The breeding season is relatively short due to the extreme climate in the cat's native range. Estrus lasts between 26 and 42 hours, which is also shorter than in many other felids. Pallas's cats give birth to a litter of around two to six kittens after a gestation period of 66 to 75 days, typically in April or May. Such large litters may compensate for a high rate of infant mortality in the harsh environment. The young are born in sheltered dens lined with dried vegetation, feathers, and fur. The kittens weigh around 90 g (3.2 oz) at birth, and have a thick coat of fuzzy fur, which is replaced by the adult coat after around two months. They are able to begin hunting at four months, and reach adult size at six months. Pallas's cats have been reported to live up to 11 years in captivity.[14]

Threats


The Pallas's cat has been hunted for its fur in relatively large numbers in China, Mongolia, and Russia; international trade in manul pelts largely ceased since the late 1980s.[26] About 1,000 hunters of Pallas's cats remain in Mongolia, with a mean estimated take of 2,000 cats per year. Cats are also shot when mistaken for the commonly hunted marmot, and trapped incidentally in both legholds set for wolves and foxes and snares set for marmots and hares. They are also killed by herding dogs. While Mongolia has not recorded any trophy exports, pelt exports have grown since 2000, with 143 reported exported in 2007.[2]

Conservation


The Pallas's cat is listed in CITES Appendix II. Hunting is prohibited in all range countries except Mongolia, where the species has no legal protection despite being classified as Near Threatened in the country. Since 2009, it is legally protected in Afghanistan, where all hunting and trade in its parts is banned.[2]

The cat is being studied in the Daursky Nature Reserve in Russia to obtain new information about habitats and migrations, and to estimate the survival rate of kittens and adult cats.[27]

In captivity

As of 2010, there were 47 Pallas's cats in 19 member institutions of the Association of Zoos and Aquariums; four litters were expected. No births and three deaths occurred in 2009. The 30-day mortality of 44.9% is the highest mortality rate of any small wild cat. The seasonality of its reproduction makes it difficult to control reproductive cycles.[28] Keeping Pallas's cats healthy in captivity is difficult. They breed well, but survival rates are low owing to infections, which are attributed to an underdeveloped immune system and exposure to viruses not present in their natural high-altitude habitat.[29]

In June 2010, five kittens were born in the Red River Zoo in Fargo.[30] A female was artificially inseminated for the first time at the Cincinnati Zoo and gave birth to three kittens in June 2011.[31] In May 2013, three kittens were born at the Nordens Ark zoo.[32] In May 2016, four kittens were born at the Korkeasaari zoo.[33] In March 2017, five kittens were born in the Hogle Zoo. In April 2017, five kittens were again born in the Red River Zoo in Fargo.[34] In April 2019, Miller Park Zoo announced five kittens; their father was imported from the Czech Republic.[35]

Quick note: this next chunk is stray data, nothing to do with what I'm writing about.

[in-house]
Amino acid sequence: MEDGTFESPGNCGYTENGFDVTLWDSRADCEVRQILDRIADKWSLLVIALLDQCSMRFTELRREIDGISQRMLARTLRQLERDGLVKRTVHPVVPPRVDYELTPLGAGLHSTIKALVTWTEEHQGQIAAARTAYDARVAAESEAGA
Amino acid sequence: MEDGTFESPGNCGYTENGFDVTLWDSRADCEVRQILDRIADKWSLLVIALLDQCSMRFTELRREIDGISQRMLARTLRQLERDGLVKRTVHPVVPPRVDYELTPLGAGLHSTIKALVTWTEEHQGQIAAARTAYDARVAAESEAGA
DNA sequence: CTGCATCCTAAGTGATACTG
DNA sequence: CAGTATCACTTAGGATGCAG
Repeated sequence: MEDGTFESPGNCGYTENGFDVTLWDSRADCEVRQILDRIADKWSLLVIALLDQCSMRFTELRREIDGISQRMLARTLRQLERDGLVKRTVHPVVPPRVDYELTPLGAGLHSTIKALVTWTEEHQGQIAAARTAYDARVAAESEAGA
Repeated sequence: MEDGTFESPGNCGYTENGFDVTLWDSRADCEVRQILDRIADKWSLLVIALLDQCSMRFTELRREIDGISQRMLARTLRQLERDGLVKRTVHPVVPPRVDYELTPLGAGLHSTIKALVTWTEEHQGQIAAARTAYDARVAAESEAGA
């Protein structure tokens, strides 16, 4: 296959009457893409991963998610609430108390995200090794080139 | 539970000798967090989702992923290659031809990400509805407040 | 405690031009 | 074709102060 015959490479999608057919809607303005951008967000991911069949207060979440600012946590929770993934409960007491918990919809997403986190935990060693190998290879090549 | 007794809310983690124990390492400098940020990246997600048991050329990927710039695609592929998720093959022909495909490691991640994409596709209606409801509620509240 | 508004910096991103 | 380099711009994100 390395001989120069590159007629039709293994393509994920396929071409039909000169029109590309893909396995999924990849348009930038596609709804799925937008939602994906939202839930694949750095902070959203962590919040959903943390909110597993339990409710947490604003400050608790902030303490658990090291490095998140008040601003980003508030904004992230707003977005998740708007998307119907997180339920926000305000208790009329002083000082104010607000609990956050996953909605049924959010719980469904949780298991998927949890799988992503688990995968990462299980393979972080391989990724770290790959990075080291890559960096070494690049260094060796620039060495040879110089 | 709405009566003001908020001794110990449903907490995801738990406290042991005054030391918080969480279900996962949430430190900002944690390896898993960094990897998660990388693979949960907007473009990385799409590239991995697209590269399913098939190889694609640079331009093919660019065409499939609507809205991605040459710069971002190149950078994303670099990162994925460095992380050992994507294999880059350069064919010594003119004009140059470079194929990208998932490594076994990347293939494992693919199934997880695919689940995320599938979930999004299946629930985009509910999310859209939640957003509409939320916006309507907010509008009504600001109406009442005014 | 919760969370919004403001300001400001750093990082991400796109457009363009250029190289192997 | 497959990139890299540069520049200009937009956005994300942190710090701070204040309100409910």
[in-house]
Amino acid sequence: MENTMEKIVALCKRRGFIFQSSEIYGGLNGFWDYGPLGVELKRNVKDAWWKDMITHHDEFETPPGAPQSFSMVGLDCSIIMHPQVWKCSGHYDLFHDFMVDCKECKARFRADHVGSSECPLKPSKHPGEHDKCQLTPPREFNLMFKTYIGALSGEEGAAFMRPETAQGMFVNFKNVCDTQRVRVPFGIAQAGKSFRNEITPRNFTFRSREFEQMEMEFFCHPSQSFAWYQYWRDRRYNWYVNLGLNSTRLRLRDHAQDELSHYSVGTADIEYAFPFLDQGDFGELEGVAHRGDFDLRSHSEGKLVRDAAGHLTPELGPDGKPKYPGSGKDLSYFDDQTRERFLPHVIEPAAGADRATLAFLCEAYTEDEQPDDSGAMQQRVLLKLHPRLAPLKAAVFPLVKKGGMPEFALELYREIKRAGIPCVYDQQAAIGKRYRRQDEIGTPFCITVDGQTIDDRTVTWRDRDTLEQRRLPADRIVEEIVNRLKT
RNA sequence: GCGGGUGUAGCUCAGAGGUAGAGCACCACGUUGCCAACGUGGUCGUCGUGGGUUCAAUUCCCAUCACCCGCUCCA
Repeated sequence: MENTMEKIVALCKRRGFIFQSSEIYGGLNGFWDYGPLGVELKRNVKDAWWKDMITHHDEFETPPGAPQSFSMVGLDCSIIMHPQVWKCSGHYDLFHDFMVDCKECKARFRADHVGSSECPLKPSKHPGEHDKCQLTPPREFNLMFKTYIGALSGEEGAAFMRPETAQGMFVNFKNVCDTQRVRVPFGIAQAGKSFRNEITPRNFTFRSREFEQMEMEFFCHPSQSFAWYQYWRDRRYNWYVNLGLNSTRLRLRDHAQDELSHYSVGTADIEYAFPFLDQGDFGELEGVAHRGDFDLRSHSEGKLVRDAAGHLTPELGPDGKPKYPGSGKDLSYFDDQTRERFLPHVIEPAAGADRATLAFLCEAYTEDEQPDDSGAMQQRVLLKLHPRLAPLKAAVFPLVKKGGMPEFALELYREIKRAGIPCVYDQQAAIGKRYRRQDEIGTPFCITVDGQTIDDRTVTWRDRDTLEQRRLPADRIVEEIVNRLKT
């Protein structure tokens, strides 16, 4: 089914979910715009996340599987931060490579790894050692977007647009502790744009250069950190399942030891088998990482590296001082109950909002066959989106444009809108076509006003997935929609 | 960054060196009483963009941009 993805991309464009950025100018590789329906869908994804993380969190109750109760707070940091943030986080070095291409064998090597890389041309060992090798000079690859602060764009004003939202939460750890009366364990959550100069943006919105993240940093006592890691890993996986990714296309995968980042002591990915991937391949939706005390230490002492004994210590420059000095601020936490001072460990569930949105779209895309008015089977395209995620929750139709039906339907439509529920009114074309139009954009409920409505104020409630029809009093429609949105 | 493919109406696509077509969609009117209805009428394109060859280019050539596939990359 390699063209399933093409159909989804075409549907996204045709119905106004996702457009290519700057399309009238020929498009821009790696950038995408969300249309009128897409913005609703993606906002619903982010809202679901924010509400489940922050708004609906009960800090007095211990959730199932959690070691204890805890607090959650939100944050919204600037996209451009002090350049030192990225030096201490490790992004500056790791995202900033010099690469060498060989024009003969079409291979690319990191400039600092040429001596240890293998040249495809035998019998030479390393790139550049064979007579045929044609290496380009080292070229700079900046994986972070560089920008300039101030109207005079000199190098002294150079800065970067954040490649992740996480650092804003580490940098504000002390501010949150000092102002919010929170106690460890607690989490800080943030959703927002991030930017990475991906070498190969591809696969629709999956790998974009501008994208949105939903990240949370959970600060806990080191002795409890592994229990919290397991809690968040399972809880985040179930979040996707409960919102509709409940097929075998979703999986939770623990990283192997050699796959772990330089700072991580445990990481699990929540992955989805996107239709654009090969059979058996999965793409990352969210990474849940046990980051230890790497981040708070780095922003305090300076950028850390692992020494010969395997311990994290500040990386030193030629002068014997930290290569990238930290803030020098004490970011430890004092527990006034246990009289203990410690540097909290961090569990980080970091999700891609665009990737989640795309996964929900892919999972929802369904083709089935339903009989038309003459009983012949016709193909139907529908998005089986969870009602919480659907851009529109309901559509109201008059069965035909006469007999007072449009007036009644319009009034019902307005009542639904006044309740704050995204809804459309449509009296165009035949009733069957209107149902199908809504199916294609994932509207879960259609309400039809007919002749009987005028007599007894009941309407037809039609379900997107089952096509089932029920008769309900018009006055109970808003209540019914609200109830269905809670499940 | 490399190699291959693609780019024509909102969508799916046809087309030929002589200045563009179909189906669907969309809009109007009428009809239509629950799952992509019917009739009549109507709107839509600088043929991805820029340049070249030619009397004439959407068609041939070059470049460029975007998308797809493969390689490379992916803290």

Etymology


The Pallas's cat alternate name 'manul' is the Kyrgyz word for the cat. In Mongolian language, it is called 'manol'.[4] The name 'Pallas's cat' was coined by William Thomas Blanford.[36] The alternate spelling 'Pallas’ cat' is also used.[citation needed]

References


  1. ^ Wozencraft, W.C. (2005). "Felis manul" . In Wilson, D.E.; Reeder, D.M (eds.). Mammal Species of the World: A Taxonomic and Geographic Reference (3rd ed.). Johns Hopkins University Press. p. 535. ISBN 978-0-8018-8221-0. OCLC 62265494 .
  2. ^ a b c d e f Ross, S.; Barashkova, A.; Farhadinia, M. S.; Appel, A.; Riordan, P.; Sanderson, J. & Munkhtsog, B. (2016). "Otocolobus manul" . IUCN Red List of Threatened Species. 2016: e.T15640A87840229.
  3. ^ a b Pallas, P. S. (1776). "Felis manul" . Reise durch verschiedene Provinzen des russischen Reichs in einem ausführlichen Auszuge. Volume 3. Frankfurt und Leipzig: J. G. Fleischer. p. 692.
  4. ^ a b c Pallas, P. S. (1811). "Felis Manul" . Zoographia Rosso-Asiatica, sistens omnium Animalium in extenso Imperio Rossico et adjacentibus maribus observatorum recensionem, domicillia, mores et descriptiones, anatomen atque icones plurimorum. Volume 1. Petropoli: Officina Caes. Acadamiae scientiarum. pp. 20–23.
  5. ^ Hodgson, B. H. (1842). "Notice of the Mammals of Tibet, with Description and Plates of some new Species: Felis nigripectus Illustration" . Journal of the Asiatic Society of Bengal. 11 (1): 275–289, Plate 333.
  6. ^ Ognev, S. I. (1928). "On a new form of the steppe cat from the Transcaspian region [Otocolobus manul ferrugineus]". Doklady Akademii Nauk Soyuza Sovetskikh Sotsialisticheskikh Respublik. Seriya A: 308–310.
  7. ^ Severtzow, M. N. (1858). "Notice sur la classification multisériale des Carnivores, spécialement des Félidés, et les études de zoologie générale qui s'y rattachent" . Revue et Magasin de Zoologie Pure et Appliquée. 2 (X): 385–393.
  8. ^ Pocock, R. I. (1907). "Exhibition of a photograph and the skull of a specimen of the Manul or Pallas' cat (Felis manul) that had recently died in the Society's Menagerie with some remarks on the species" . Proceedings of the Zoological Society of London: 299–306.